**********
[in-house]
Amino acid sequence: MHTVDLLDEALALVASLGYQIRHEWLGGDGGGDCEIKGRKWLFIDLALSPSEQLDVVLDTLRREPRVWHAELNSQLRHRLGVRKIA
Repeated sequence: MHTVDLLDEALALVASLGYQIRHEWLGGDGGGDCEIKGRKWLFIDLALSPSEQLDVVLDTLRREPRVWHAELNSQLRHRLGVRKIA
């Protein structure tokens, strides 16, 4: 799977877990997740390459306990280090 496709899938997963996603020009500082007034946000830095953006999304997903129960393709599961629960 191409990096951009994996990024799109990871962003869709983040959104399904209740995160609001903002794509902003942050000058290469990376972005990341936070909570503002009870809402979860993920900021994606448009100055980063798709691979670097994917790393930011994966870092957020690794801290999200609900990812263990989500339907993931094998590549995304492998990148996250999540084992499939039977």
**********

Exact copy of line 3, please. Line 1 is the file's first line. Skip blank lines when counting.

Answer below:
Repeated sequence: MHTVDLLDEALALVASLGYQIRHEWLGGDGGGDCEIKGRKWLFIDLALSPSEQLDVVLDTLRREPRVWHAELNSQLRHRLGVRKIA